Both Turkey’s and Italy’s strategic centers lie outside the Mediterranean, in particular the North Atlantic and Europe, where their major alliances, namely NATO and EU, are located. Their gravitation towards these centers has involved the two countries in policy frameworks in the Mediterranean initiated by those alliances, such as the NATO Mediterranean Dialogue, the Euro-Mediterranean Partnership and the Union for the Mediterranean. This situation has been altered by the end of the Cold War and the weakening of the alliances’ rationales and, even more so, by the post-September 11 American decision to intervene militarily in the Middle East. This intervention has shifted Turkey’s and Italy’s focus in their southern approaches from the Mediterranean to the Middle East. While Italy’s shift is peripheral with respect to its foreign policy strategy and is mostly an opportunistic move, Turkey’s shift may have a more structural significance and bring about changes in its strategic posture. Cooperation between Turkey and Italy in the Mediterranean and the Middle East involves less strategic-intense areas, such as developing structured economic cooperation in the area, support for small and medium sized firms, transport and energy security. In this sense, the Union for the Mediterranean, if duly reformed, could offer opportunities for expanding cooperation.
Turkey- Italy bilateral relations, EU, Middle East, Union for the Mediterranean.
Turkey and Italy enjoy very good and cooperative relations, both bilaterally and in the framework of numerous international organizations and alliances to which they both belong. Both countries happen to have important historical and, currently, relevant geopolitical interests with respect to their southern neighbors in the Mediterranean and the Middle East. This article considers Turkey’s and Italy’s relations with the Mediterranean and the Middle East with a view to understand the similarities and differences in their strategic and policy approaches to southern areas and the two countries’ ensuing prospects for cooperation as well as disagreement.
The relative importance of the Mediterranean and the Middle East in Turkish and Italian grand strategies and foreign policies has traditionally depended on the significance of the two areas for the major alliances to which they both belong, namely NATO and the European Union (EU). In this sense, neither the Mediterranean nor the Middle East can have a central strategic significance for Turkey or Italy. The center is in the West and Europe, and the Mediterranean and the Middle East are bound to be, to a varying extent, peripheral to the former.
Until the end of the Cold War, the Mediterranean was undoubtedly more important for Turkey and Italy than the Middle East, consistent with the policies of their major alliances, which largely included the Mediterranean and stayed aloof of the Middle East. Beside their important political and economic bilateral relations in the Mediterranean, Turkey and Italy engaged in successive Euro-Mediterranean policies: the Euro- Mediterranean Partnership (EMP) from 1995-2008, and, since 2008, the emerging Union for the Mediterranean (UFM). Furthermore, they are also engaged in the NATO Mediterranean Dialogue.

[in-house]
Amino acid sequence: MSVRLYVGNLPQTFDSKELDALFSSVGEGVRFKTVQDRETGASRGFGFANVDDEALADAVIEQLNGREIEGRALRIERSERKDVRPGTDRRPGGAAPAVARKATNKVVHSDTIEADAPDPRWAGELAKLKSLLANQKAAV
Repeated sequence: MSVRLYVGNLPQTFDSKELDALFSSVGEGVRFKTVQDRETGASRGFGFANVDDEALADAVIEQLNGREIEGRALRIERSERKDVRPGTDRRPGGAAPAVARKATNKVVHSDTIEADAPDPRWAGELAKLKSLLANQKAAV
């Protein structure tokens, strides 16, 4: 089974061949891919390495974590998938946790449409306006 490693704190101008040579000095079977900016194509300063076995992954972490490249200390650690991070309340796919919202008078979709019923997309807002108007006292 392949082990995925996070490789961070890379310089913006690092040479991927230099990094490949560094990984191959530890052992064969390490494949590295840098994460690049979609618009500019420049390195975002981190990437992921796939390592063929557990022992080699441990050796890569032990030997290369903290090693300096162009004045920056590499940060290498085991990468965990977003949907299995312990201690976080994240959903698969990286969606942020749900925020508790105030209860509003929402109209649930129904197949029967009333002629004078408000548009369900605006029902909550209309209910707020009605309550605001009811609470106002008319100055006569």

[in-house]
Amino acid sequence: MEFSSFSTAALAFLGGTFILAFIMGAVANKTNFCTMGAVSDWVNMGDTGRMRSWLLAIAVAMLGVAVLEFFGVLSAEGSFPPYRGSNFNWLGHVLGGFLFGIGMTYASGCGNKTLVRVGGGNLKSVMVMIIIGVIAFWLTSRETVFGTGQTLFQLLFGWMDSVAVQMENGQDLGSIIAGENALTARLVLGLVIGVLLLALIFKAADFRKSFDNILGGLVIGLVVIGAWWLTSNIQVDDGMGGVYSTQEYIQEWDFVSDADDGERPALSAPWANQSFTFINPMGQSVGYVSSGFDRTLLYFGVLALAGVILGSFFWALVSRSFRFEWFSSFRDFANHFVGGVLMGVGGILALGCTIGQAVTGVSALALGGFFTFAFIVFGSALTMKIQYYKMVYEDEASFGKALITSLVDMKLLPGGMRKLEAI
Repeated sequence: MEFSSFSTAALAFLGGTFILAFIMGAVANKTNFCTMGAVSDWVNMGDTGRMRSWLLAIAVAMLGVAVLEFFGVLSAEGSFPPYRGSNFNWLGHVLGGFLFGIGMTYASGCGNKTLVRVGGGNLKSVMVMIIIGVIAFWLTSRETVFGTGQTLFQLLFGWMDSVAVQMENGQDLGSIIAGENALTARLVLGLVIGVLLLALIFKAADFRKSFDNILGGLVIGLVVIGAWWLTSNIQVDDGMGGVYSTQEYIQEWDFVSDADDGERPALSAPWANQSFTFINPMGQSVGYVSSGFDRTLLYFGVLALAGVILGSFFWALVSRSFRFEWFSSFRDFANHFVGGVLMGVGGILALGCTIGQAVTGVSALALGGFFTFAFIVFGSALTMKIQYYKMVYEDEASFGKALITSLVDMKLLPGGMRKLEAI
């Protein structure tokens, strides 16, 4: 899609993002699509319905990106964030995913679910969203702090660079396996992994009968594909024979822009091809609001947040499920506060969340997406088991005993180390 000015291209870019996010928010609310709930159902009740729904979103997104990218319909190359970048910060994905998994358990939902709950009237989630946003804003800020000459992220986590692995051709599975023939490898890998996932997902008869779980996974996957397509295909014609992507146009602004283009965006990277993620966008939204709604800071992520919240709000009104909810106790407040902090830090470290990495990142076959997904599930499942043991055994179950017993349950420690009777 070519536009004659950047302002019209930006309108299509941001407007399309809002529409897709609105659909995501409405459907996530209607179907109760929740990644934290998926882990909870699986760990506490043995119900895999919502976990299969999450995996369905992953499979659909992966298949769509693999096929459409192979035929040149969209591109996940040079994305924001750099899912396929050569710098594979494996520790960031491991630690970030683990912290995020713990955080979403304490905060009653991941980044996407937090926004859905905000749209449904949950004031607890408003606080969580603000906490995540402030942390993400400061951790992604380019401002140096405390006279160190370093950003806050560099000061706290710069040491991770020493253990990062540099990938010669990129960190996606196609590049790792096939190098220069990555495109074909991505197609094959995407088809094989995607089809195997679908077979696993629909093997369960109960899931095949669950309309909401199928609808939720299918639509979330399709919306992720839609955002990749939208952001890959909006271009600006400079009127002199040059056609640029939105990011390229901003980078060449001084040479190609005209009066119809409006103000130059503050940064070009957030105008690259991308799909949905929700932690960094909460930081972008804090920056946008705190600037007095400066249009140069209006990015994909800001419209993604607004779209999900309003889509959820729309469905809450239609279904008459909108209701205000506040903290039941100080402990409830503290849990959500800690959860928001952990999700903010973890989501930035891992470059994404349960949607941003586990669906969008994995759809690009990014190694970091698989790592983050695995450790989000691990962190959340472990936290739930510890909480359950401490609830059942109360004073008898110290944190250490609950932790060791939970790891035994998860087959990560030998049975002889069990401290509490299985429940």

In the 2000s, developments in the international and domestic arenas contributed to promoting shifts in the balance between the Mediterranean and the Middle East for both the alliances and the two countries. These shifts were not promoted by the alliances, which merely tried to adjust to them. However, neither the NATO-initiated Istanbul Cooperation Initiative (ICI) towards the Gulf Cooperation Council (GCC), nor the long-standing EU-GCC relationship managed to expand the Euro-Atlantic alliances’ outreach to the Middle East. As a matter of fact, the alliances did not really move from the Mediterranean. The later shifts were promoted by the United States alone and with the initiatives it took in response to the September 11 attacks. In agreement or disagreement with the United States, Turkey and Italy began to look towards the Middle East. They are now doing so to an extent that seems unprecedented in the post- World War II era, an extent that is rather reminiscent of historical times.
The question is whether Turkey’s and Italy’s shift towards the Middle East remains in tune with or contradicts their central strategic tenets. The present situation confronts us with the question of how the changing balance between the Mediterranean and the Middle East is reflected in Turkey’s and Italy’s foreign policies and grand strategies. Are the two countries’ policies a harbinger of alterations in the grand strategies of the alliances or are they going to collide with those of their long-standing allies? Are the ongoing changes bringing Turkey and Italy nearer or further away from one another?
Against this backdrop, this article highlights the role of the Mediterranean in Turkish and Italian respective interests. Then, it illustrates the shifts that are taking place as a consequence of new developments in the 2000s and the impact of such shifts on the two countries’ strategies and policies. Finally, it looks into the consequences on the two countries’ relations that could stem from current shifts in the balance between Mediterranean, Middle Eastern and Euro-Mediterranean interests.